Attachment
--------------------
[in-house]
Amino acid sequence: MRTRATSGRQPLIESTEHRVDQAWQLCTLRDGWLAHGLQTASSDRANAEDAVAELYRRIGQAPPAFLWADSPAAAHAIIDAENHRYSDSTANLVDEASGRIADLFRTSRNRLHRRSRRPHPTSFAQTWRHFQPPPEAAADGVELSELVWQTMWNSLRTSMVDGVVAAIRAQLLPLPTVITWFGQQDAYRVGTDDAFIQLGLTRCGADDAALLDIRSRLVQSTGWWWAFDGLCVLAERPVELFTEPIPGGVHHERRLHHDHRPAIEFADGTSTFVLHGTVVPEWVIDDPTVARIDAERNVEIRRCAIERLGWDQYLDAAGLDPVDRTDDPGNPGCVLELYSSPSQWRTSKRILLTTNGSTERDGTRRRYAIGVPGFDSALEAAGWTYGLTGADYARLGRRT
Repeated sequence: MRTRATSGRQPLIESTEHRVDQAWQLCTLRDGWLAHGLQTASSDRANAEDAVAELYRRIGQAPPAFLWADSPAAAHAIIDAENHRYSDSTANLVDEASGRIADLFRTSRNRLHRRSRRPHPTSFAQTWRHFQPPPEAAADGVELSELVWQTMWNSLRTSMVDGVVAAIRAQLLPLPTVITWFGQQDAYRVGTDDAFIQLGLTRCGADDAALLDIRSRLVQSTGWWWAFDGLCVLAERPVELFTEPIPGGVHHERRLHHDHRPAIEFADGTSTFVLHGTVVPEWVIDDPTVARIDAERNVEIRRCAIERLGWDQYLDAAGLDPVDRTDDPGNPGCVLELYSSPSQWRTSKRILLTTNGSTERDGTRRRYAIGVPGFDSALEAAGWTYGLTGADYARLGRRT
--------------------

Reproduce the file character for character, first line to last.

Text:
[in-house]
Amino acid sequence: MRTRATSGRQPLIESTEHRVDQAWQLCTLRDGWLAHGLQTASSDRANAEDAVAELYRRIGQAPPAFLWADSPAAAHAIIDAENHRYSDSTANLVDEASGRIADLFRTSRNRLHRRSRRPHPTSFAQTWRHFQPPPEAAADGVELSELVWQTMWNSLRTSMVDGVVAAIRAQLLPLPTVITWFGQQDAYRVGTDDAFIQLGLTRCGADDAALLDIRSRLVQSTGWWWAFDGLCVLAERPVELFTEPIPGGVHHERRLHHDHRPAIEFADGTSTFVLHGTVVPEWVIDDPTVARIDAERNVEIRRCAIERLGWDQYLDAAGLDPVDRTDDPGNPGCVLELYSSPSQWRTSKRILLTTNGSTERDGTRRRYAIGVPGFDSALEAAGWTYGLTGADYARLGRRT
Repeated sequence: MRTRATSGRQPLIESTEHRVDQAWQLCTLRDGWLAHGLQTASSDRANAEDAVAELYRRIGQAPPAFLWADSPAAAHAIIDAENHRYSDSTANLVDEASGRIADLFRTSRNRLHRRSRRPHPTSFAQTWRHFQPPPEAAADGVELSELVWQTMWNSLRTSMVDGVVAAIRAQLLPLPTVITWFGQQDAYRVGTDDAFIQLGLTRCGADDAALLDIRSRLVQSTGWWWAFDGLCVLAERPVELFTEPIPGGVHHERRLHHDHRPAIEFADGTSTFVLHGTVVPEWVIDDPTVARIDAERNVEIRRCAIERLGWDQYLDAAGLDPVDRTDDPGNPGCVLELYSSPSQWRTSKRILLTTNGSTERDGTRRRYAIGVPGFDSALEAAGWTYGLTGADYARLGRRT